At least NASCAR makes money and helps the economy in so many markets. Better than spending it on monkey brain research in Guam

  7. Bill H Says:
    January 3rd, 2013 at 11:17 am

    Not having to pay income taxes because you don’t have income is indeed such a joy. That’s the point of your “NASCAR doesn’t need sellouts,” bit. The deal is that NASCAR would not need to pay as much tax on income that it does make, not that NASCAR can feel free to spurn income.

  8. jerseygirl Says:
    January 3rd, 2013 at 11:36 am

    yeah, it’s disheartening that instead of representing the public, most politicians whether Republican or Democrat are far more interested in the special interest groups.

    Maybe infuriating is the right word and it makes me sick. I read that more deals are being worked out — apparently there is another tax break for companies like GE who don’t pay much in US taxes. If the corporations would pay their fair share, we’d all be in much better shape.

  9. Steven Says:
    January 3rd, 2013 at 1:22 pm

    It’s great to read honest big picture journalism instead of hacks from ESPN, Fox and of course Nascar itself who relentlessly promote the France billionaires who own them and the sport.

  10. Lyn Bruno Says:
    January 3rd, 2013 at 1:25 pm

    The increase on Social Security was going through wether the fiscal cliff mess was resolved or not. Had absolutely nothing to do with any deals made or not.

  11. Oh my God... Says:
    January 3rd, 2013 at 1:58 pm

    … you are an idiot. The tracks aren’t saving 70 million in taxes this year, or any other year. They are being allowed to depreciate the cost of capital improvements over a shorter period of time. I am not going to even bother trying to explain to you why that will save the tracks that amount of money over time, but no actual money is going into anybody’s pocket.

  12. Richard Allen Says:
    January 3rd, 2013 at 2:59 pm

    From the article linked above- “Since 2004, Congress has passed a series of stopgap measures that allow owners of motorsports complexes to accelerate their depreciation expenses. This means that owners can deduct more in expenses, reducing the taxes they must pay.”

  13. MadCowRacing Says:
    January 3rd, 2013 at 5:55 pm

    Wow! A tax break I actually agree with! I’m all for helping motorsports in any way possible, sure beats a lot of the other junk they waste our money on! I don’t see why people are turned off about this.

  14. lebozmann Says:
    January 3rd, 2013 at 7:22 pm

    I am A TAXPAYER 1st . NASCAR does not need a tax break. the cost they charge the race fan and now a Tax break on top it ,

  15. Russ Says:
    January 3rd, 2013 at 9:09 pm

    As a taxpayer I oppose any tax breaks or loopholes not available to the general public. This certainly qualifies on that basis. Whether I happen to like a particular industry or person is irrelevant.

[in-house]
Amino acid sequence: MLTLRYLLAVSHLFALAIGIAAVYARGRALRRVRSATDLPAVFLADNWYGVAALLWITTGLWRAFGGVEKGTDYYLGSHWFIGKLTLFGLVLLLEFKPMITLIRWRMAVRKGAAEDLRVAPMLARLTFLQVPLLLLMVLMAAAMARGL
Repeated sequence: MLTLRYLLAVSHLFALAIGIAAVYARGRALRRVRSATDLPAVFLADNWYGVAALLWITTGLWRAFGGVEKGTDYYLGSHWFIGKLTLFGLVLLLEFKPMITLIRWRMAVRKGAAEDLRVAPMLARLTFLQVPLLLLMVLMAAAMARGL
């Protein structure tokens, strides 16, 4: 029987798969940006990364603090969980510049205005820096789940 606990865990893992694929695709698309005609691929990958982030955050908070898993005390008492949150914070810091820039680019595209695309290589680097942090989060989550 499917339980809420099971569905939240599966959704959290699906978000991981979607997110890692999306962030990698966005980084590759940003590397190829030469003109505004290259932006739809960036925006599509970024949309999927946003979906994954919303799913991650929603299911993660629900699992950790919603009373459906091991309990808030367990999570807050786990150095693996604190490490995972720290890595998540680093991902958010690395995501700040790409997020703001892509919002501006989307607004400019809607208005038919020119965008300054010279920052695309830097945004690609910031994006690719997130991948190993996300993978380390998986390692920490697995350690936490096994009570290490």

Wonder how much I would have to contribute to get a similar deal?

  16. Richard Allen Says:
    January 3rd, 2013 at 9:22 pm

    Russ, exactly!

  17. eric Says:
    January 4th, 2013 at 10:29 am

    I agree with MadCowRacing!

    First of all, this isn’t a NASCAR tax cut. In fact its not even a literal tax CUT at all. All it does is allow car, truck and motorcycle racing facilities across the nation to continue fully depreciating new capital assets – such as grandstands, concession stands and parking lots — over seven years INSTEAD of every 15 years. It encourages facility improvements which would generate economic activity which would create jobs which ALSO would be geared toward improving the fan experience.

    Oh yeah, you might as well throw ARCA, F1, IRL, WoO, NHRA, and even your local short track since they are motorsports facility.

    And yes the bill DOES HELP the AVERAGE JOE. You get your Bush Era tax CUTS extended for all those who earn under $400,000. The only tax that increases for the average joe is the payroll tax at 2%.

  18. eric Says:
    January 4th, 2013 at 10:45 am

    How many HANDOUTS does a NFL franchise get from tax payers when they build a new stadiums?

    The ESTIMATED $70 million in write-offs is also over a seven year period. Get your facts straight.

    ISC, SMI, DVD or any other track ownership group has never gotten a TAX payer handout to my knowledge, unlike the NFL, to build a facility. Cowboy Stadium ALONE was paid nearly $300 MILLION in tax payer dollars alone just to build it. I dont endorse a league that takes tax payer dollars to build facilities; has strikes because management, refs, and players, feel they aren’t paid enough; causes my TV bill to go up because networks can’t sell enough advertising to cover the cost.


  19. George Says:
    January 4th, 2013 at 10:56 am

    It is despicable that NA$CAR, the all-American; self-made business would stoop to Government welfare. MA$CAR is entertainment; the tax break should go to cancer research.

    It is bad enough that NA$CAR allows imported Chevys form Canada; now they will be coming from Australia. I thought the cars were to be American-Made?